In re Sang Man Shin
Supreme Court of Nevada
March 26, 2009
Holding: Expunctions are not civil rights and cannot be compared within the same scope as a pardon. Nevada Record Sealing § 179.245(5) regulates expunctions of criminal records and therefore a person does not have any civil rights pursuant to it. A court may therefore deny an application of expunction if the person does not meet the requirements of the statute.
Why This Case is Important: A pardon serves to restore to a person all their civil rights and relieves the person of all disabilities brought upon by their conviction. NRS 179.245 allows for the expunction of a criminal offense. NRS 179.245(5) limits such expunctions to crimes that are not related to a sexual offense.
The power to grant pardons in Nevada belongs exclusively to the Pardons Board. This power is granted to the Pardons Board by the Nevada Constitution, which only addresses the procedures and effects of a pardon. The Nevada Constitution does not mention anything regarding expunction of criminal offenses, thereby allowing the Nevada Legislature to enact laws on that matter.
Furthermore, nothing in the Nevada Constitution states that a pardon by the state would require all records of the pardoned crime to be erased. Past case law from the United States Supreme Court, the United States Courts of Appeals, and most state courts have revealed that a pardon does not extinguish the fact that the person committed the particular crime in the past. Following this precedent, a pardon in Nevada will not erase all records of the crime and the person who committed the crime. The pardon will restore to the person their civil rights and rid the person of all disabilities following the conviction, but not the historical fact that the person committed the crime.
Therefore, nothing links a pardon to expunction or visa versa. A person wishing to get their records sealed in the State of Nevada must meet the requirements of NRS 179.245 and all the regulations such as NRS 179.245(5), which does not allow the sealing of records for crimes related to a sexual offense.
Facts of This Case: The defendant in this case was found guilty of attempted lewdness with a minor in 1987. He was sentenced to two years imprisonment, which was suspended and was subsequently placed on probation. The defendant maintained a clean record for 15 years and sought pardon in 2002, which was granted. In 2006, the defendant applied to have his criminal record expunged pursuant to NRS 179.245.
The district court granted the defendant’s request. Subsequently, the State of Nevada moved to set aside the order based on the argument that defendant was a convicted sex offender and NRS 179.245(5) stated that crimes against a child or a sexual offense prevented defendant from having his record sealed. The court agreed with the State’s argument and ordered the defendant’s record unsealed. Defendant then appealed this decision, arguing that the district court could not unseal his records because his pardon granted him the right to expunge his criminal records and that NRS 179.245(5) was unconstitutional because the Legislature does not have the power to affect his civil right to seek an expunction. The Supreme Court of Nevada agreed with the State and held that defendant did not have any constitutional right to a record expunction.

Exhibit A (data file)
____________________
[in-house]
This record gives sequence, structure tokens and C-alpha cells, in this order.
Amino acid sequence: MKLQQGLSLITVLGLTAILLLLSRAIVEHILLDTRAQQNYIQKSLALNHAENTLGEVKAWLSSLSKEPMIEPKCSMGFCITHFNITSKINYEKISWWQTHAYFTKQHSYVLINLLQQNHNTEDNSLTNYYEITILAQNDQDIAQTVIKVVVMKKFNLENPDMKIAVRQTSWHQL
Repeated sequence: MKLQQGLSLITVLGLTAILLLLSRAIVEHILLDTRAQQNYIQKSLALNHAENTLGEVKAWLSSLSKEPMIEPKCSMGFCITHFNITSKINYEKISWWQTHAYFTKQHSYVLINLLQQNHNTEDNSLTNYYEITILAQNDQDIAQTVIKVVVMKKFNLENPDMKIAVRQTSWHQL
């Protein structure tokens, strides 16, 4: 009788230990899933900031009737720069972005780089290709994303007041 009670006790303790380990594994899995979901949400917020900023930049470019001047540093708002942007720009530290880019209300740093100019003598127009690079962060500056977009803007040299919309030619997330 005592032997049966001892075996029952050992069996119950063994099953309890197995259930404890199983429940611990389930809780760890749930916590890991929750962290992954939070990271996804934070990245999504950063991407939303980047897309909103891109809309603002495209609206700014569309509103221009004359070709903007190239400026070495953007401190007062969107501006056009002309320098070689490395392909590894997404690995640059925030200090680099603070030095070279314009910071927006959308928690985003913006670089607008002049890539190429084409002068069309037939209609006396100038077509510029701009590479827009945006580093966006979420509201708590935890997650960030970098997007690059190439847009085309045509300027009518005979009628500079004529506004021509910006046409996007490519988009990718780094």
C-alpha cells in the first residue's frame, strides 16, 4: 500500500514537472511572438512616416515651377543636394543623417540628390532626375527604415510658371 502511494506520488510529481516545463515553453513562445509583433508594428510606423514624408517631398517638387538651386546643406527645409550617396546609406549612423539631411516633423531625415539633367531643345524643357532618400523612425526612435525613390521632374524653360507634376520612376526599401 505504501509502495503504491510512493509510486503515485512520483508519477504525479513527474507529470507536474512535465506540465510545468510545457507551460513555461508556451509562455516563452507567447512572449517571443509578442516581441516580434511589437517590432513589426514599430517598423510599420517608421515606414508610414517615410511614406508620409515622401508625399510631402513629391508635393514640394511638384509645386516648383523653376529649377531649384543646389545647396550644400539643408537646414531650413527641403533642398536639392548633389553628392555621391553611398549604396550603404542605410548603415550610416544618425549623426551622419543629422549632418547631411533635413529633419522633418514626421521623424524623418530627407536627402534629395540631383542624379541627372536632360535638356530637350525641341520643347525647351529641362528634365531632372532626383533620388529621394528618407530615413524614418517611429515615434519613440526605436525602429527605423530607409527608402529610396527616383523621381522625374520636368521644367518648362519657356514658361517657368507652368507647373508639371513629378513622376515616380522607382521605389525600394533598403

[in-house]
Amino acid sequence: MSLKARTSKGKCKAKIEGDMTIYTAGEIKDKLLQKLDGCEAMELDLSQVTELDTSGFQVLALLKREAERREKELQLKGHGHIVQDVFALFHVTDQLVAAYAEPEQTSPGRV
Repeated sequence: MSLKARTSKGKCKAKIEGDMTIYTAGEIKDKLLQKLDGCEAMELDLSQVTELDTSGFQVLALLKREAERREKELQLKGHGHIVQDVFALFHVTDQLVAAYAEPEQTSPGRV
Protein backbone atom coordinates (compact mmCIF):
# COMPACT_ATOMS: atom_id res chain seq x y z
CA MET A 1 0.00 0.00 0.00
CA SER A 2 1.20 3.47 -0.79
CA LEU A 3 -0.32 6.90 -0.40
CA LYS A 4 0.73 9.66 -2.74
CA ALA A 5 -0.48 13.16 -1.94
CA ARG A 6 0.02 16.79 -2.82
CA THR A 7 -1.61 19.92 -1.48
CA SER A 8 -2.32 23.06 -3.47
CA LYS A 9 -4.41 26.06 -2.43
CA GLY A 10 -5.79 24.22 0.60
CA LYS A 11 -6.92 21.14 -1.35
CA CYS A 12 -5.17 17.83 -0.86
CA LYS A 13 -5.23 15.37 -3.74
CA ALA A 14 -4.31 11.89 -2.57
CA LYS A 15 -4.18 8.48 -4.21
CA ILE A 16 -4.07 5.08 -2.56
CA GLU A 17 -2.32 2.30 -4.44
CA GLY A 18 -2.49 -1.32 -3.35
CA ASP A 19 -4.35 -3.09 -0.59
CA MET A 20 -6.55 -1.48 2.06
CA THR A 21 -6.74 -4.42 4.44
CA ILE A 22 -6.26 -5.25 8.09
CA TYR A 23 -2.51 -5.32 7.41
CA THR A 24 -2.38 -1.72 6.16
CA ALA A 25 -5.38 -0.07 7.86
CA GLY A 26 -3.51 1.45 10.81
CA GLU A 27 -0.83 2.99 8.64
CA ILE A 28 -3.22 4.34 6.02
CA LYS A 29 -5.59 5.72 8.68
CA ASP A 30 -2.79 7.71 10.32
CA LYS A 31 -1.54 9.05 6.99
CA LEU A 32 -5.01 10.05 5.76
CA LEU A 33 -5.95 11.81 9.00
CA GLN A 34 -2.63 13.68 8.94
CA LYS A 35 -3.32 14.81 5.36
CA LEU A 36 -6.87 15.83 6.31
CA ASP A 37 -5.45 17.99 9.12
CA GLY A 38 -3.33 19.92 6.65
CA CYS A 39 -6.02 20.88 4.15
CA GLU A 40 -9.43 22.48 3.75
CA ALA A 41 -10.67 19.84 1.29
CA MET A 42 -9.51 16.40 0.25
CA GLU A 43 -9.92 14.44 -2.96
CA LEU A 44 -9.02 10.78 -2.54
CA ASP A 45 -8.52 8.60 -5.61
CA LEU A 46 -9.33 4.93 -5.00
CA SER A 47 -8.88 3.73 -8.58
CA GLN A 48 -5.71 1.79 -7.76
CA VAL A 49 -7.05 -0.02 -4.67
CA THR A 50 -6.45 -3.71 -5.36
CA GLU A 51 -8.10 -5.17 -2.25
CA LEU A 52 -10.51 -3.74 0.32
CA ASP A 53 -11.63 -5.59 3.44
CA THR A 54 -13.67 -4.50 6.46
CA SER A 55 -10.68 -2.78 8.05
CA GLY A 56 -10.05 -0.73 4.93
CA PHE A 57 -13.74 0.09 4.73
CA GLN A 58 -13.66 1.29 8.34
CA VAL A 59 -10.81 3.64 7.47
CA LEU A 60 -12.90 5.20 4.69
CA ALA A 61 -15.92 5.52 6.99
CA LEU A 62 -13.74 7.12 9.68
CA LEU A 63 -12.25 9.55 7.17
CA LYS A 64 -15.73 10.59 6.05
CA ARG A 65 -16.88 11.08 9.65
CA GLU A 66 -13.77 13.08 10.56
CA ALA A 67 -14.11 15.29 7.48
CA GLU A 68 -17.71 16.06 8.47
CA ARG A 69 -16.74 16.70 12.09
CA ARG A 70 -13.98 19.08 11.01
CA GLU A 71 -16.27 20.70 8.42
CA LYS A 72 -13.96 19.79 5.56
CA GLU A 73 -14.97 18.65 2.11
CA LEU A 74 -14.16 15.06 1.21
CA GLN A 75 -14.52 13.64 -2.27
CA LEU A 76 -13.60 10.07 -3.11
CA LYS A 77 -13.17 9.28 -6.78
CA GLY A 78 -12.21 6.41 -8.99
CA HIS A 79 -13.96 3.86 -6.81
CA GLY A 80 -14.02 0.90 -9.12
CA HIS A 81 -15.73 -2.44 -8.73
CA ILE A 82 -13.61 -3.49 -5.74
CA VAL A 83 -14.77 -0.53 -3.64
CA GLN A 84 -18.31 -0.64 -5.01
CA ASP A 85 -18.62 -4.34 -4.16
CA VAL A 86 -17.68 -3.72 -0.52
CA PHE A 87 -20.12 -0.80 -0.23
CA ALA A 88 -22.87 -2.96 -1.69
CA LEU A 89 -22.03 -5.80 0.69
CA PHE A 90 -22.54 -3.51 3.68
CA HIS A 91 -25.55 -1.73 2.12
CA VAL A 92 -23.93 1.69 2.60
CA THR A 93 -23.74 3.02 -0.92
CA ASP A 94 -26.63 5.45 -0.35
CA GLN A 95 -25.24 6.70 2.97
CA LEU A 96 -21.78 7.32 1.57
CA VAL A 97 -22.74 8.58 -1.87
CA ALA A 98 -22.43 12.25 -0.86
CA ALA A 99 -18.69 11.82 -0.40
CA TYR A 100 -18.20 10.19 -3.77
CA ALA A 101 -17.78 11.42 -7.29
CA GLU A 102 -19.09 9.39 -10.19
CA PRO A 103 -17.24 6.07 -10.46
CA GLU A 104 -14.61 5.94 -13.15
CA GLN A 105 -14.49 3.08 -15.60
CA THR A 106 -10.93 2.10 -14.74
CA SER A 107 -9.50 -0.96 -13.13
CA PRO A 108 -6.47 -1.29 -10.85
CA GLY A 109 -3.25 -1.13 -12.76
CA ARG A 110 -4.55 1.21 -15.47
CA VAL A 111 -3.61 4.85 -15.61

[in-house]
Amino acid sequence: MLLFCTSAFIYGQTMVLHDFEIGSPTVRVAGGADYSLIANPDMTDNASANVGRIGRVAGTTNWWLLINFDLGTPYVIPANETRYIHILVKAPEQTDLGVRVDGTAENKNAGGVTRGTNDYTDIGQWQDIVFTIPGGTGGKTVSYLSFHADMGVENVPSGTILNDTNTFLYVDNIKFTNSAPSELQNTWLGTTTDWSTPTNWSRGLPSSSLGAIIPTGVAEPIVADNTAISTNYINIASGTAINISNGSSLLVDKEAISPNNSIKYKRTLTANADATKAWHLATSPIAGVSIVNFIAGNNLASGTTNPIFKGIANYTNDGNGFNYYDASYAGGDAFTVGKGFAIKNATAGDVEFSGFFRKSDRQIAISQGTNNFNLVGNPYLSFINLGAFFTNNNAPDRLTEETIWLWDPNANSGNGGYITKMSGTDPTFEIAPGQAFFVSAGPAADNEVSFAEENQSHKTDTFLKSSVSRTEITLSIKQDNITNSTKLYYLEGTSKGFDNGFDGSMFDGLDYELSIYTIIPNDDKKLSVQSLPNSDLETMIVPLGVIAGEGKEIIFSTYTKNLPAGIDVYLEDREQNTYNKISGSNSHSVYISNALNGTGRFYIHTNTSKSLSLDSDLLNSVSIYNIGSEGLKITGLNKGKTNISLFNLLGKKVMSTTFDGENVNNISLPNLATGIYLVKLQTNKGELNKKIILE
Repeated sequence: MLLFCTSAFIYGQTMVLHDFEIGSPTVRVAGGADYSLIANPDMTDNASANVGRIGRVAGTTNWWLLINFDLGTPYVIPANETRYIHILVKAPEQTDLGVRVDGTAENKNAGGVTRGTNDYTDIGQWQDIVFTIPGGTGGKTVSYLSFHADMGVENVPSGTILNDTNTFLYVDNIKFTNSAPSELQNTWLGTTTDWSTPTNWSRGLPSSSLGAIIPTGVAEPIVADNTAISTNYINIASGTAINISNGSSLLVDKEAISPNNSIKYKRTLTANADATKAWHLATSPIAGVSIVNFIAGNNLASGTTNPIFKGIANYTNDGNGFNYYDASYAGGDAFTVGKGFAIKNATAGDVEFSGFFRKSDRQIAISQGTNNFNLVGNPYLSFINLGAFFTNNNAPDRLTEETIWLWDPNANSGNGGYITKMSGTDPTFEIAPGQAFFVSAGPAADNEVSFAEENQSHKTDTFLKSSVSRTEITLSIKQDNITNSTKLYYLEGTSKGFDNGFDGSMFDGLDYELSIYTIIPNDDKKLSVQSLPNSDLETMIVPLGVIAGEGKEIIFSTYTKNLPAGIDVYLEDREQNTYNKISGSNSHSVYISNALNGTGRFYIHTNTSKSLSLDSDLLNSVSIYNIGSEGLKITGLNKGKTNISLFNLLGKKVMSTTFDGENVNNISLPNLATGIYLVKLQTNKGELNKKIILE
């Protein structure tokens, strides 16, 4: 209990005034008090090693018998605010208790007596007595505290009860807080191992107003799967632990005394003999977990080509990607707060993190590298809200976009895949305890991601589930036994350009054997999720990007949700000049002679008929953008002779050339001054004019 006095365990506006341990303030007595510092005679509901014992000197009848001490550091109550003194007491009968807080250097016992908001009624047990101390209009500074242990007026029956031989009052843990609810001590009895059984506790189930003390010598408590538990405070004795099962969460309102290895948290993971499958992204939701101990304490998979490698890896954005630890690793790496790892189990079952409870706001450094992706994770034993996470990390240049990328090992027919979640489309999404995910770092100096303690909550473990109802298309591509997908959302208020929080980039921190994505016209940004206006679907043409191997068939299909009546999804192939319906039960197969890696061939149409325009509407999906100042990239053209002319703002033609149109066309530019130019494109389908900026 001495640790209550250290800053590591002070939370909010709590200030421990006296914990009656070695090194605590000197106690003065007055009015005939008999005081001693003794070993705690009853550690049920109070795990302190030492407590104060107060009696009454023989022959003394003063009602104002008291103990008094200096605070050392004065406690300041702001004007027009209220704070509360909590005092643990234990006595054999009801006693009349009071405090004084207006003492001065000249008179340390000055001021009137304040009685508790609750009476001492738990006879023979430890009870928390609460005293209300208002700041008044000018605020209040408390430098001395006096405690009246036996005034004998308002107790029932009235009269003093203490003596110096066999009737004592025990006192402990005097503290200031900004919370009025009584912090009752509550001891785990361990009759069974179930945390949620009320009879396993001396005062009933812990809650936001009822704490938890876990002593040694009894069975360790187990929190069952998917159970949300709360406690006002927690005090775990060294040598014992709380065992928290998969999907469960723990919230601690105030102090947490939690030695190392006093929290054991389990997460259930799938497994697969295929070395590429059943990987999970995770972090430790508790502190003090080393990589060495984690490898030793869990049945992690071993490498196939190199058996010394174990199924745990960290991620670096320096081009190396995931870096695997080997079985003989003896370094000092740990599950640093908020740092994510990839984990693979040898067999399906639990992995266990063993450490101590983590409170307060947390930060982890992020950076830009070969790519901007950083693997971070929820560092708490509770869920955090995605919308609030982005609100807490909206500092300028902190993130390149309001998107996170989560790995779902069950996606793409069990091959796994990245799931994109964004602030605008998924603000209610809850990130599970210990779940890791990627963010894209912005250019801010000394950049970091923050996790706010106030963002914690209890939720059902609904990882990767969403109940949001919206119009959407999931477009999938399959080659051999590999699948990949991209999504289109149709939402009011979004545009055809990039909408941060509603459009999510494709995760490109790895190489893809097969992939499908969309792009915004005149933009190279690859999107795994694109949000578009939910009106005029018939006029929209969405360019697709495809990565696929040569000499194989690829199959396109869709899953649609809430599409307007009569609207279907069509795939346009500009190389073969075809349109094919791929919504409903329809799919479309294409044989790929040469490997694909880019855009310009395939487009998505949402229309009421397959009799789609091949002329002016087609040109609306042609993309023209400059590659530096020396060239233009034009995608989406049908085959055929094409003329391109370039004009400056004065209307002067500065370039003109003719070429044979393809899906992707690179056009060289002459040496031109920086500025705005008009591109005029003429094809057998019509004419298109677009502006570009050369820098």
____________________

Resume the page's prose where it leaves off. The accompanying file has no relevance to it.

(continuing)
The Supreme Court of Nevada stated that when there is no specific constitutional limitation mentioned, the power to enact laws such as the procedures to grant an expunction is granted to the Legislature. Upon a review of the Nevada Constitution, there is no mention of criminal record expunctions. NRS 179.245 was enacted by the Legislature to address such matter. NRS 179.245 allows the district court discretion in sealing criminal convictions, but does not allow the sealing of records related to a sexual offense.
Furthermore, the Supreme Court of Nevada stated that even though NRS 179.245(5) was silent on whether a pardon by the State would require a sealing of a sex offender’s record, an examination of previous case law from the United State Supreme Court, the United State Courts of Appeals, and other states’ decision showed that a pardon does not erase all guilt associated with a conviction. Even if the person was pardon, the fact that that person committed that particular crime in the past still remains. Therefore, the pardon granted to defendant in this case does not grant the right to erase the historical fact that defendant had committed the particular crime.
Key Language: A pardon and an expunction are separate. A grant of pardon by the state does not automatically grant the right to have all criminal records related to the pardoned crime expunged. Even though a pardon restores to a person all their civil rights, because the Nevada Constitution does not specifically state anything relating to expunction of criminal records, the State Legislature has the power to enact laws regarding such matters. Therefore, a person must meet all requirements of NRS 179.245 in order for the court to seal their criminal records, even if they were pardoned.
Expert Advise: “In the State of Nevada, a person must meet the full requirements of NRS 179.245 in order to have their records sealed. A person with a criminal conviction related to a sexual offense will not qualify under the statute, even if the person was granted a pardon.” -Attorney Mathew Higbee.
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